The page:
Around the corner from this mega-mall is another mall. This one is mostly underground. It goes for over two city blocks as determined from its above ground front entrance and back entrance, two full city blocks apart. It’s almost mind-numbing in the sameness of clothing stores for most of those two blocks and yet, the underground corridors are jam-packed with people. What’s perhaps more interesting about malls is the fact that there is serious “mall culture” here, unlike in America, where they are a fast dying breed. I would opine only on anecdotal observation, but it seems to me that the Chinese have a very strong, group-oriented culture and like to be with other crowds of people. People go out to shop, eat and people-watch. It’s definitely a “thing” in China as I saw the same dynamic in Beijing.
Across the street from my office is the gym I signed up with. It’s far superior to the one I belonged to in Beijing. It’s got far more equipment, a yoga and spinning room and unlike the gym in Beijing, private showers (see photos.) It’s also on the third floor instead of underground so I can look out at the traffic gridlock which is far more interesting than the non-view in the underground gym in Beijing. Instead of the ten dollars a month I paid there, this gym sets me back the princely sum of $17.00 a month. The monthly locker charge at the Bay Club in Marin is probably double that.
I live two subway stops away from this very busy part of town. I live in the Qujiang District which is rather upscale and almost feels suburban. Here you will find wide sidewalks, wide open spaces lots of greenery and far fewer people. The landscape is dominated by row after row of towering apartment buildings, one of which I live in. My home is on the top floor of a 33 story building (see previous posting) with a commanding view. At first blush, all of these immense buildings, seemingly, as far as the eye can see creates a feeling of Soviet style gargantuan sameness and dreariness that assaults one’s visual sensibilities. But after a while, it begins to grow on you and starts to exude a type of “charm” in its own monolithic way. Therefore, I suppose, it’s fitting to apply what Joseph Stalin allegedly said (although this is still, hotly debated): “Quantity has a quality all its own.” I had actually thought it was Napoleon who said that in reference to his Grande Armée, but I can’t find any evidence he said that.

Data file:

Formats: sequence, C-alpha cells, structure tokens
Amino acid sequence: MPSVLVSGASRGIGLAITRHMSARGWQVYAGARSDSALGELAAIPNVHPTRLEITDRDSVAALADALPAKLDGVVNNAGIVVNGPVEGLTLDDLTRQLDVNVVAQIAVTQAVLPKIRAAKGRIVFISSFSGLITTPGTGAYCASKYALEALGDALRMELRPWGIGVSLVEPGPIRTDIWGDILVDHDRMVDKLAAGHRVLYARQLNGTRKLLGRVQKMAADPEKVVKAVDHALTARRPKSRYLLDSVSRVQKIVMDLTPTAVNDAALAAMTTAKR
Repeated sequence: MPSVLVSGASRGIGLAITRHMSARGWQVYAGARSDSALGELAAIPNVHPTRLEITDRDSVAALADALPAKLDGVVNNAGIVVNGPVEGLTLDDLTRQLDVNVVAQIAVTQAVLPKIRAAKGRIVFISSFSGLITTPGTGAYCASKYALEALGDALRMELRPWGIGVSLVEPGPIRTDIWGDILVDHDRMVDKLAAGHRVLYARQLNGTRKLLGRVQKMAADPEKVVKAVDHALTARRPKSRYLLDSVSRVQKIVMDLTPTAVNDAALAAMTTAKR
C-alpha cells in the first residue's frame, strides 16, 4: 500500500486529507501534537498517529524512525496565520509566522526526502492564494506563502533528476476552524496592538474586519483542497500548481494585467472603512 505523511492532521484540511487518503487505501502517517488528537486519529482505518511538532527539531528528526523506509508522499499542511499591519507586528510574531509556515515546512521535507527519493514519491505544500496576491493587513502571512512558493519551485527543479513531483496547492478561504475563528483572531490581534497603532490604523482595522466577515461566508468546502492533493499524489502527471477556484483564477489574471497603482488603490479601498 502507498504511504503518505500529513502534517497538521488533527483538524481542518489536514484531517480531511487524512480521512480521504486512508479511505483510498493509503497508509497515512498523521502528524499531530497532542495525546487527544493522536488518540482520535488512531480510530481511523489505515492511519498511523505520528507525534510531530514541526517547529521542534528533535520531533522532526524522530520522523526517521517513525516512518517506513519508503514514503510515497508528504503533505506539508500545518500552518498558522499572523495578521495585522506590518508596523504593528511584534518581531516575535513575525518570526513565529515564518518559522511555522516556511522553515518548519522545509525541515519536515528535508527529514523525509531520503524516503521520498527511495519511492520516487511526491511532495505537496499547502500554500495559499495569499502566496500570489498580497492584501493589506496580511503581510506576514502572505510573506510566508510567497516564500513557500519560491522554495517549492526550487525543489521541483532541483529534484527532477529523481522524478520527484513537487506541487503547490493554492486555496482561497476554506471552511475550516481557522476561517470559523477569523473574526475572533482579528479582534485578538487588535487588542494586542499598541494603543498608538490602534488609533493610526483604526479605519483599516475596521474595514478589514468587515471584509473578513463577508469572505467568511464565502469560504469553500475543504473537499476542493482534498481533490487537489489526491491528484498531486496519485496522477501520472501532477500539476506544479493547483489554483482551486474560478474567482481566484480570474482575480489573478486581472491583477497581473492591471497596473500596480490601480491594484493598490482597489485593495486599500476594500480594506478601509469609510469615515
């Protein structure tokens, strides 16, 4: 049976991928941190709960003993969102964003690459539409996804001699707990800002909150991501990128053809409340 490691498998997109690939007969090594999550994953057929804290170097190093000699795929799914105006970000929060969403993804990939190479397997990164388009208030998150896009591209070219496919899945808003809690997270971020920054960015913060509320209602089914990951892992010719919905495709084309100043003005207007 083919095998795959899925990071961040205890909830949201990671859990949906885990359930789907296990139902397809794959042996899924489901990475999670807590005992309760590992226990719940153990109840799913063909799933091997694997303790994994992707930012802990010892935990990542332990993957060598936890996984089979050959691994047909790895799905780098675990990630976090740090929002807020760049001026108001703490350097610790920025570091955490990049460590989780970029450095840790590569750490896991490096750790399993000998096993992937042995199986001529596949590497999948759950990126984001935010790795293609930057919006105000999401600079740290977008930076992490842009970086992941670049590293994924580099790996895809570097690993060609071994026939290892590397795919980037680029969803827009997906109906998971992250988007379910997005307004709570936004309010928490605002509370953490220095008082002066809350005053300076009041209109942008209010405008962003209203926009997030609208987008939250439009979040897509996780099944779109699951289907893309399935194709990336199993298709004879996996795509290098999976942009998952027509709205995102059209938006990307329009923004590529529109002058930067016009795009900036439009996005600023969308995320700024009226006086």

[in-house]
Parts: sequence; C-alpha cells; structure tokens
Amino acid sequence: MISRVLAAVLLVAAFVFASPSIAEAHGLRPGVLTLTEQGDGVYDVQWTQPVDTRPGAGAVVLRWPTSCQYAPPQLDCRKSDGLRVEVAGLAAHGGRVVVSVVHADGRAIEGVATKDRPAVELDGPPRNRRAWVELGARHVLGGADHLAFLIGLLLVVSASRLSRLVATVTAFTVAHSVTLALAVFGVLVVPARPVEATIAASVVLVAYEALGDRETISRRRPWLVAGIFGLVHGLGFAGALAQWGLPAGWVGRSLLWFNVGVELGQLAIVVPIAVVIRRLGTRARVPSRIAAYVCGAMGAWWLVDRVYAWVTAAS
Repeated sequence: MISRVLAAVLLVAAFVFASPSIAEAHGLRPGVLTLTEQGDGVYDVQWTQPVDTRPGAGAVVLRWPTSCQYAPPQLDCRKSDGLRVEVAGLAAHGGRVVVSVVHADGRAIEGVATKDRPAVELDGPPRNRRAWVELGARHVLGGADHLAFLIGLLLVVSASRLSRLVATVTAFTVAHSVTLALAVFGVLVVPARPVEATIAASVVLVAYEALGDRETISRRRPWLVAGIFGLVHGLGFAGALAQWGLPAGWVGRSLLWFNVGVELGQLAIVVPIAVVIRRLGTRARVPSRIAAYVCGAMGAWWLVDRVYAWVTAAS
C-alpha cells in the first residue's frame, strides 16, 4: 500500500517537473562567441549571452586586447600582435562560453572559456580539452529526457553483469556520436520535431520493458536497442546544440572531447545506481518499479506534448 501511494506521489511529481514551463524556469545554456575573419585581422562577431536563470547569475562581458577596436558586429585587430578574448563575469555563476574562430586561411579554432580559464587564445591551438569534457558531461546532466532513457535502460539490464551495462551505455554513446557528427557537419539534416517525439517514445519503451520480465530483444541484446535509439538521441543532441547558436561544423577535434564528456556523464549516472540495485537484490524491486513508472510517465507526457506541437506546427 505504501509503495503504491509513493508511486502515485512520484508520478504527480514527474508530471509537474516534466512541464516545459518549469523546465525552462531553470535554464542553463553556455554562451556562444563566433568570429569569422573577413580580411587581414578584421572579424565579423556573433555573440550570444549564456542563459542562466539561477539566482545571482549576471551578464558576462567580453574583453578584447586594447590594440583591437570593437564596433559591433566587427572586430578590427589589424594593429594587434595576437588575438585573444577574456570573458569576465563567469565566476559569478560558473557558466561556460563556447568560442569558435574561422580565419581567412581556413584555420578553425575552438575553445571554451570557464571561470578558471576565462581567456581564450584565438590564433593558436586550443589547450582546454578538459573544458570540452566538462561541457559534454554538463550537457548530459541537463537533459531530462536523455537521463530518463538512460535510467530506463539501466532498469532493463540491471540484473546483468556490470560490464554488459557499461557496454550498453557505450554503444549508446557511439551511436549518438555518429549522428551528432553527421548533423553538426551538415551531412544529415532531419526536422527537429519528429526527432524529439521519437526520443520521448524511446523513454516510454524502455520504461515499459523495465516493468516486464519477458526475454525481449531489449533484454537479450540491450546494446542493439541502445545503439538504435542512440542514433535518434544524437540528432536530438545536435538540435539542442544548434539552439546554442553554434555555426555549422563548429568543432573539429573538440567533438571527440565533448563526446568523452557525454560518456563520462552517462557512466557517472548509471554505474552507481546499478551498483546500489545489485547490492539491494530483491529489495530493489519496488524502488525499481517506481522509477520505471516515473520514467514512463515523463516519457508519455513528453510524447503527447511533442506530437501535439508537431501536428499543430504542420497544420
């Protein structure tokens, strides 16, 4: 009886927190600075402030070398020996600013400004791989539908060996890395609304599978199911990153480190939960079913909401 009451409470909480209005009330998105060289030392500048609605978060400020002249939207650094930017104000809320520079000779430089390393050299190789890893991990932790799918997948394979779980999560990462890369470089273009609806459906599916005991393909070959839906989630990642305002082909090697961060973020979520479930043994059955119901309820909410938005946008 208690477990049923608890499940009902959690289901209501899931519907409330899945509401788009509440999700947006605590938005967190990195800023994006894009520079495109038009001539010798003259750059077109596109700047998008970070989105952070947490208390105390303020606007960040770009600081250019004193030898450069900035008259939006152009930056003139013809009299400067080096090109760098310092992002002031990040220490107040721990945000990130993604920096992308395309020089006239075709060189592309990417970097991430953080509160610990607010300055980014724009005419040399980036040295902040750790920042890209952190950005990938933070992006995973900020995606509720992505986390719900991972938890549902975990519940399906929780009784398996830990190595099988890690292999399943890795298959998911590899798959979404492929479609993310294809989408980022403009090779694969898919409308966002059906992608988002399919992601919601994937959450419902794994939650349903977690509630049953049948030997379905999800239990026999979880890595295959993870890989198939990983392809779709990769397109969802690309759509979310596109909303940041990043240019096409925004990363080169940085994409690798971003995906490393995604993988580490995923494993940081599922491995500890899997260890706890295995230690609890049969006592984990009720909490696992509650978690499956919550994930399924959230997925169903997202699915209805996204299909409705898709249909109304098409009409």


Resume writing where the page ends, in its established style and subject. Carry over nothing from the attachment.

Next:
The cuisine here is definitely different than in Beijing but I haven’t eaten out enough to draw any real conclusions. A big part of the restaurant scene does involve skewered meats and in one restaurant I ate at, you buy them by the dozens at a time. In the last days of April our branch joined two others in a two-day, “Teacher Forum” that included a food outing at the famous Muslim Street which I wrote about when Sophie and Nancy were visiting back in October. The cuisine was very different than what I had in Beijing with more of an emphasis on vegetables. Eggplant and tofu dishes were standouts. The food scene here is as equally intense as in Beijing with an astounding array of comestibles. Muslim Street is one long food emporium. As part of the Teacher Forum, we were all divided into groups for a way too long “scavenger hunt” with clues to over a dozen places around the Old City which is defined by a tall wall that encases the central part of town. We then had to take a group photo with the location, as proof we found it (see photos below.) It was a great way to see some of the popular sights inside the old wall. Living where I do, it’s easy to forget this is actually a very big city with a large central business district.
The air pollution in Xi’an isn’t any less than what I experienced in Beijing. In fact, I haven’t yet experienced a clear air day when I could get some great shots from my apartment. I have been told however, that the air during the summer is cleaner than in Beijing. It’s certainly not going to be less hot which I am most definitely not looking forward to. Scroll down and you can see a photo from my apartment that hints at the mountains that just about encircle Xi’an (part of the reason it’s so smoggy).